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Transportation Unions Adopt 2011 Job Creation Agenda; Vow to Stop Repeal of Fair NMB Union Election Rules

By Admin

WASHINGTON, D.C. – Attempts to reverse fair election rules for rail and aviation workers, and the mounting crisis at mass transit agencies across the country, are top priorities of transportation labor, as discussed yesterday at the winter meeting of the Transportation Trades Department, AFL-CIO.

Basic fairness and fundamentally democratic elections are on the line with a provision in the House aviation bill that aims to repeal union election rules issued just last year by the National Mediation Board (NMB). TTD’s executive committee agreed that it will not support an FAA bill that includes the NMB rule repeal measure. Failure to remove it not only threatens the rights of workers, but jeopardizes a long-overdue bill whose final passage has been delayed 17 times.

“Today, the NMB allows a majority of workers who participate in the election to decide the outcome, because non-participation is no longer tallied as a vote against the union,” said Edward Wytkind, President of the Transportation Trades Department, AFL-CIO. “Automatically assigning meaning to votes that aren’t cast is a ridiculous policy that was overturned last year and upheld by federal court. It must not be reinstated now.”

The struggling economy has blown a hole in the budgets of transit agencies nationwide. With layoffs, fare increases or reductions in service at more than 85 percent of mass transit agencies across the country, more must be done to preserve mass transit in America. Transit agencies need flexibility to use federal dollars for operational expenses such as payroll, instead of just for capital needs like equipment. Transportation labor will work for operating assistance flexibility that is triggered by and tied to unemployment rates and rising gas prices. This is good not only for transit workers – in every corner of the country, Americans rely on public transportation.

“America faces a transit crisis that threatens thousands of jobs and reliable transportation for millions of Americans in cities of all sizes,” Wytkind said. “As we’ve always said, a new bus parked in the garage doesn’t do anyone any good if there aren’t any drivers to operate it or mechanics to maintain it.”

There are several transportation reauthorization bills that are overdue that will be engines of job growth and must not be delayed further. According to recent estimates, the FAA bill will create as many as 300,000 jobs. This bill can and must improve safety, honor worker rights, and invest in the modern, 21st Century aviation system our nation and economy require. The multi-year surface transportation bill is one of the largest job-creating bills that Congress writes. It stands to create as many as 6 million jobs, yet it is 18 months overdue. Transportation labor applauds the $556 billion robust funding level for this bill as proposed by the President in his budget, as well as his aggressive stance on enforcing Buy America domestic content requirements in our federal transportation investment programs.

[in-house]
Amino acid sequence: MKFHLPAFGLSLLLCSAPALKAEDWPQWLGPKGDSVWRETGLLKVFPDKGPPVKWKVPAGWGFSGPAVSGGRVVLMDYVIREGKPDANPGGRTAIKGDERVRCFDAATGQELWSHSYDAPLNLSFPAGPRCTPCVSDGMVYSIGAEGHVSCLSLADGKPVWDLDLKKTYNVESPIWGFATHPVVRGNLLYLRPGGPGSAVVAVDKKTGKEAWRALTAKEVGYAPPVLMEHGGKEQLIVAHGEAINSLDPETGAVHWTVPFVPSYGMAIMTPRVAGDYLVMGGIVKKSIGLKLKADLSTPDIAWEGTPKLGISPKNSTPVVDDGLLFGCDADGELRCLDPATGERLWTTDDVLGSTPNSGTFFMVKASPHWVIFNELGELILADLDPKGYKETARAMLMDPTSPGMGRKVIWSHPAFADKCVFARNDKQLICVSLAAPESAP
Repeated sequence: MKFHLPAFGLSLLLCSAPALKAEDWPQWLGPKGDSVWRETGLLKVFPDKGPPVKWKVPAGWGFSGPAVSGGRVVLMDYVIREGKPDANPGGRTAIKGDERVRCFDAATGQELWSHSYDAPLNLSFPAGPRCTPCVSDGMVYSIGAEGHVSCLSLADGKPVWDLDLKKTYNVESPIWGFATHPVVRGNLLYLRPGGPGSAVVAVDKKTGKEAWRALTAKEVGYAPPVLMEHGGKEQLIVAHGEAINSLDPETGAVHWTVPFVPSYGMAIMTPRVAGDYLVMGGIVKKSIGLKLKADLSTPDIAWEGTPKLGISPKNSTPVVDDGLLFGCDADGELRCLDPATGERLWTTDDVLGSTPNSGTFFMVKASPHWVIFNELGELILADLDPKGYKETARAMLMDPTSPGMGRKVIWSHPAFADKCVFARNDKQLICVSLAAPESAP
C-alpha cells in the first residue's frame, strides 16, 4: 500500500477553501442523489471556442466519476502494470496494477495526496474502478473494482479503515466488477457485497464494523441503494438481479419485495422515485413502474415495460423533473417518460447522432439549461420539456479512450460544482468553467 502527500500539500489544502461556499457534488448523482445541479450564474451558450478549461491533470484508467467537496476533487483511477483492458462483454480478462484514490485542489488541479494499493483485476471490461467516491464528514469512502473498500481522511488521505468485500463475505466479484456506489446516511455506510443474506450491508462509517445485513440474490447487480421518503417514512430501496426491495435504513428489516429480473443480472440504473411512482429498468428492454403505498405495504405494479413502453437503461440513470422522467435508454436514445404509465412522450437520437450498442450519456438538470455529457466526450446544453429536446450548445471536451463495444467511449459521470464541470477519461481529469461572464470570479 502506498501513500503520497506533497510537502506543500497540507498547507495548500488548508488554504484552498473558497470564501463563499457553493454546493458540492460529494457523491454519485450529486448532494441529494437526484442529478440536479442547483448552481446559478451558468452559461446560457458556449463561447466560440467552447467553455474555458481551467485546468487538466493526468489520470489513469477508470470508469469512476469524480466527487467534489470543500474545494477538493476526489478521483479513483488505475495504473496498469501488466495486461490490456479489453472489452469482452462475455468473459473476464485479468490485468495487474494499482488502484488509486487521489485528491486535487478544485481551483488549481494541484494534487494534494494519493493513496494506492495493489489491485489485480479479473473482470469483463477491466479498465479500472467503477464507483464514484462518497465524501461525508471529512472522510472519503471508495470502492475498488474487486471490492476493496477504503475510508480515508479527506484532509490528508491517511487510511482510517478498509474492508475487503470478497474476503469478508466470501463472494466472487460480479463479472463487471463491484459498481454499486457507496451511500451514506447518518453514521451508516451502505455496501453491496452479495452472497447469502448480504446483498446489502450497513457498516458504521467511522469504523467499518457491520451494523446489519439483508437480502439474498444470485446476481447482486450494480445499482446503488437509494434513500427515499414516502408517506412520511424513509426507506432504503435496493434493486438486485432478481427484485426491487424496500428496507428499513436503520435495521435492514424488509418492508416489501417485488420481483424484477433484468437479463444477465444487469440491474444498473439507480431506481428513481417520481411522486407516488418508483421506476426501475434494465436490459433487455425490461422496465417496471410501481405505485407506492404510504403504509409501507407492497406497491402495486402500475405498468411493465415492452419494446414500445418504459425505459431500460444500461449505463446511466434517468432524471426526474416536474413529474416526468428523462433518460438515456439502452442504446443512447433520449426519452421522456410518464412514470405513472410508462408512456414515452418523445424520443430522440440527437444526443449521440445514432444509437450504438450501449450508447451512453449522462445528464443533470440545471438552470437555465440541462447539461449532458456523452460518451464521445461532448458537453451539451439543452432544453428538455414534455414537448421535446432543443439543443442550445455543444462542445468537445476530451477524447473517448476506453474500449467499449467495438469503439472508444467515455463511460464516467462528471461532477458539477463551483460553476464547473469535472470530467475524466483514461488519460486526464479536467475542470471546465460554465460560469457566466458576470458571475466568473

“With more than 14 million still out of work, Americans are counting on this Congress and state leaders to support policies that create jobs and fix the economy,” Wytkind said. “Those who propose reckless cuts to vital transportation investment programs as a way to score political points in the budget deficit debate will fail to deliver what America needs most: jobs.”

Recently, the maritime industry has suffered from a combination of ideological attacks on labor, imprudent budget cuts, inadequate port investments, and misinterpretations of cargo preference requirements. Opponents of U.S. maritime cabotage law, known as the Jones Act, claimed that it prevented foreign vessels from providing relief assistance to the cleanup efforts for the Deepwater Horizon oil spill. This was pure fiction, and an attempt to demonize unions to benefit foreign shipping interests. Eliminating our maritime cabotage requirements would mean the loss of hundreds of thousands of jobs, and further erode the U.S. Merchant Marine. Moreover, a vibrant maritime industry capable of growing cargo demand and sustaining U.S. jobs is integral to both our economic recovery and nation’s security interests.

Amtrak plays an essential role in our national transportation network. Now is the time to invest in our national railroad’s operating and capital needs, support its skilled and dedicated employees, and ensure that it plays a central role in delivering high speed rail. Transportation labor is heartened by President Obama’s unprecedented commitment to passenger rail and giving it the resources it needs to succeed.

A recent increase in reported incidents involving shining high-powered lasers into aircraft cockpits is an escalating threat to aviation safety – and should concern all modes of transportation. TTD supports federal legislation to prosecute those who intentionally shine a laser at aircraft. In addition, TTD urges the National Transportation Safety Board to add deliberate laser illuminations aimed at all modes of transportation to its Most Wanted Safety Improvements. And in order to ensure the safety of aircraft and its occupants, the air shipment of lithium batteries must be fully regulated as dangerous goods.

For more information on all of transportation labor’s priority issues discussed yesterday, please visit the TTD website for a complete list of approved policy statements.


The Transportation Trades Department, AFL-CIO, represents 32 member unions in the aviation, rail, transit, trucking, highway, longshore, maritime and related industries. For more information, visit

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